Despite the recession, farmers markets are booming. The Food Marketing Institute found that local and sustainable foods were a top buying trend for in each of the last 8 years. Economist Ken Meter of Crossroads Resource Center notes that, as a business model, farmers markets are inherently flexible, which offers them protection from drastic economic changes. “They can adjust price and adjust their product to get consumers’ needs met. Retailers and big stores with big overheads and big expenses can’t do that.”
What happens to food left over at farmers markets?
Most vendors have a good sense of how much will sell on any given market day, and prepare for it accordingly. However, if there are leftovers at the end of market, vendors are ready to recycle unsold produce into value-added products. For instance, excess tomatoes become tomato sauce and apples become apple cider. Unsaleable produce can be composted to return nutrients back to the farmers’ fields. In addition, many markets also have donation arrangements with local food banks, soup kitchens, and other social service agencies. Farmers at seven farmers markets making up the Neighborhood Farmers Market Alliance in Seattle donated 44,000 pounds of fresh, local, quality produce to food banks in 2011. Through a partnership with a local health food store, farmers at the Webb City Farmers Market in Missouri donated enough fresh produce to serve 4,000 vegetarian and vegan meals to tornado relief volunteers working in the heat after the Joplin tornado last May. These are just a few examples of the ways farmers give back to the communities that host their markets.
How do farmers markets preserve farmland?
As the number of markets grow around the country, so do the number of farmers. For instance, Alabama had 17 registered farmers markets in 1999, involving 234 farmers. Fewer than ten years later (2008), there were 102 farmers markets involving 1,064 farmers in the same state. This means that with the help of farmers markets, hundreds of farmers choose to stay in agriculture over another profession, thereby helping to preserve Alabama’s farmland and rural traditions. Further, farmers markets allow young farmers to network and learn from more experienced farmers. The Webb City Farmers Market runs a mentoring program that partners their most experienced growers as well as state extension horticulturists with younger farmers who want to improve quality and production practices. “Last week our inspection team visited three farms and saw, for the first time, drip irrigation in action on those farms”, says Eileen Nichols, Market Manager. “Before starting the mentoring program, they either had no water in the fields or were trying to use small sprinklers.”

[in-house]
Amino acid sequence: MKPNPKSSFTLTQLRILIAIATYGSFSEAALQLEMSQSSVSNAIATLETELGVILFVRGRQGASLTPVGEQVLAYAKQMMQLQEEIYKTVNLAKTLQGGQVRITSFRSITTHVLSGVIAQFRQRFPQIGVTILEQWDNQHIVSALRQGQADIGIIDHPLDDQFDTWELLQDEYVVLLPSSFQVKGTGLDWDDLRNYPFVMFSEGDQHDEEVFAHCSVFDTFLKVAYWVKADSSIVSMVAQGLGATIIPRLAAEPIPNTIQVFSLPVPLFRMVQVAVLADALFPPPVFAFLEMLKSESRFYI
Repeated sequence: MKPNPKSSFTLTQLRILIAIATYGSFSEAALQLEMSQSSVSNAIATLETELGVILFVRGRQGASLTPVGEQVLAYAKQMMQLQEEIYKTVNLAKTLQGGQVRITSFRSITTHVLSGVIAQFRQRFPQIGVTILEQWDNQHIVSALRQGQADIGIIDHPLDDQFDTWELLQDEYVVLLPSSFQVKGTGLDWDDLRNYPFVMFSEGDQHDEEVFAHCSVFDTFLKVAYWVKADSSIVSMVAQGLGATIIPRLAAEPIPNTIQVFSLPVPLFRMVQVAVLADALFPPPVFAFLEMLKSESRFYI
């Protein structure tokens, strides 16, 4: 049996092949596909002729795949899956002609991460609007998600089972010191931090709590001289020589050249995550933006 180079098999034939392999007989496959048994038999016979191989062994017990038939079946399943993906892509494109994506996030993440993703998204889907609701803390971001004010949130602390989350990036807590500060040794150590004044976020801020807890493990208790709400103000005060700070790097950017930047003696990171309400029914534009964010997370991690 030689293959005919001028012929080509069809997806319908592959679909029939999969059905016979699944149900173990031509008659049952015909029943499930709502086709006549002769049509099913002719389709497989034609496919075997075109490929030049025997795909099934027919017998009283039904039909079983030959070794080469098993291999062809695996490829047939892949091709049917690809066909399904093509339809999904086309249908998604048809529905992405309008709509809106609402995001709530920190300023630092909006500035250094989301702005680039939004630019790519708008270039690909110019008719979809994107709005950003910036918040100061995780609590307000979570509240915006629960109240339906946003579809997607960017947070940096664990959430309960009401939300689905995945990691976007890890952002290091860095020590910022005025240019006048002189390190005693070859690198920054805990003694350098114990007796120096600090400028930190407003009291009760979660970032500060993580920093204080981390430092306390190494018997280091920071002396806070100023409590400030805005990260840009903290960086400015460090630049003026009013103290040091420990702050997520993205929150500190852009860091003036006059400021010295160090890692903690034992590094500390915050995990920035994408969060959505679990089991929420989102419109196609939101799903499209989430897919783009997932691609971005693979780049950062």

Seven Neighborhood Farmers Market Alliance (NFMA) markets in Seattle support 9,491 acres of farmland in diversified production, stewarding natural resources rather than selling out to industrial residential development. “This represents a four-fold increase in the last ten years,” says NFMA Executive Director Chris Curtis. Even smaller markets nationwide champion acreage in the hundreds, such as Georgia’s Lilburn Farmers Market, which supports 10 farms stewarding 500 acres of farmland.
Chicago’s Green City Market, established in 1999, required that all of its 2012 vendors possess one of eight third-party certifications. Nearly half of the 44 farmers chose the USDA Organic Certification, ensuring clarity for consumers regarding chemical usage and contributing to the long-term health of farmland. Believed to be the first of its kind to require such production-practice certification, the Green City Market serves as a model for new markets and farmers alike.
I love my farmers market. What can I do to support it?
Purchasing as much as you can from your community’s farmers market is the simplest way to demonstrate your support. Some markets have “friends of…” programs where you can contribute directly to the market’s operation and support its educational programs. Others may be recruiting neighborhood volunteers or providers of in-kind design, writing, or bookkeeping services. Just ask the market manager how you can help best. You can also support the Farmers Market Coalition’s national efforts to strengthen farmers markets (through education, leadership development, National Farmers Market Week, and other technical assistance programs) by making a secure on-line donation.